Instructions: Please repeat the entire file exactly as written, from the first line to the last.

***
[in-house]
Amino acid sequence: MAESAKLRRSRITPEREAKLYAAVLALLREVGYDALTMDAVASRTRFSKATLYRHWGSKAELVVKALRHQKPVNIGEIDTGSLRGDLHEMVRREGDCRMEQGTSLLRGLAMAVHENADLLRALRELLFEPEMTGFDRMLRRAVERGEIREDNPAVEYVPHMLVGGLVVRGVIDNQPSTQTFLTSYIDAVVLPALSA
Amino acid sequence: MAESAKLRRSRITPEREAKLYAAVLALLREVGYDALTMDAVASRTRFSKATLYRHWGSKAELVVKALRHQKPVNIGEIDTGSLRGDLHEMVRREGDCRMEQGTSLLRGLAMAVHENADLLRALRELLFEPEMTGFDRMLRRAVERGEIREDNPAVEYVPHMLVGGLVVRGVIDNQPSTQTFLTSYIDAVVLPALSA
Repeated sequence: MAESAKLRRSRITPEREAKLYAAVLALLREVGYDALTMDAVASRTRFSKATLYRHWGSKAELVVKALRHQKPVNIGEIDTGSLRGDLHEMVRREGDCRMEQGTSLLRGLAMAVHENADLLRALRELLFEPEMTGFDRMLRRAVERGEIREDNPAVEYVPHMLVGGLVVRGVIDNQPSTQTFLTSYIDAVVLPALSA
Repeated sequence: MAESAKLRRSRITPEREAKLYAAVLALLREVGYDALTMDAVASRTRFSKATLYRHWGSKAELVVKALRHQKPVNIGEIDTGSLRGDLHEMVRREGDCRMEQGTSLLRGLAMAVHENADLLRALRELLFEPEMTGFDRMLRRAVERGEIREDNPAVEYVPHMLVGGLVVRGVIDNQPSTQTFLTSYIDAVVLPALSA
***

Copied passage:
[in-house]
Amino acid sequence: MAESAKLRRSRITPEREAKLYAAVLALLREVGYDALTMDAVASRTRFSKATLYRHWGSKAELVVKALRHQKPVNIGEIDTGSLRGDLHEMVRREGDCRMEQGTSLLRGLAMAVHENADLLRALRELLFEPEMTGFDRMLRRAVERGEIREDNPAVEYVPHMLVGGLVVRGVIDNQPSTQTFLTSYIDAVVLPALSA
Amino acid sequence: MAESAKLRRSRITPEREAKLYAAVLALLREVGYDALTMDAVASRTRFSKATLYRHWGSKAELVVKALRHQKPVNIGEIDTGSLRGDLHEMVRREGDCRMEQGTSLLRGLAMAVHENADLLRALRELLFEPEMTGFDRMLRRAVERGEIREDNPAVEYVPHMLVGGLVVRGVIDNQPSTQTFLTSYIDAVVLPALSA
Repeated sequence: MAESAKLRRSRITPEREAKLYAAVLALLREVGYDALTMDAVASRTRFSKATLYRHWGSKAELVVKALRHQKPVNIGEIDTGSLRGDLHEMVRREGDCRMEQGTSLLRGLAMAVHENADLLRALRELLFEPEMTGFDRMLRRAVERGEIREDNPAVEYVPHMLVGGLVVRGVIDNQPSTQTFLTSYIDAVVLPALSA
Repeated sequence: MAESAKLRRSRITPEREAKLYAAVLALLREVGYDALTMDAVASRTRFSKATLYRHWGSKAELVVKALRHQKPVNIGEIDTGSLRGDLHEMVRREGDCRMEQGTSLLRGLAMAVHENADLLRALRELLFEPEMTGFDRMLRRAVERGEIREDNPAVEYVPHMLVGGLVVRGVIDNQPSTQTFLTSYIDAVVLPALSA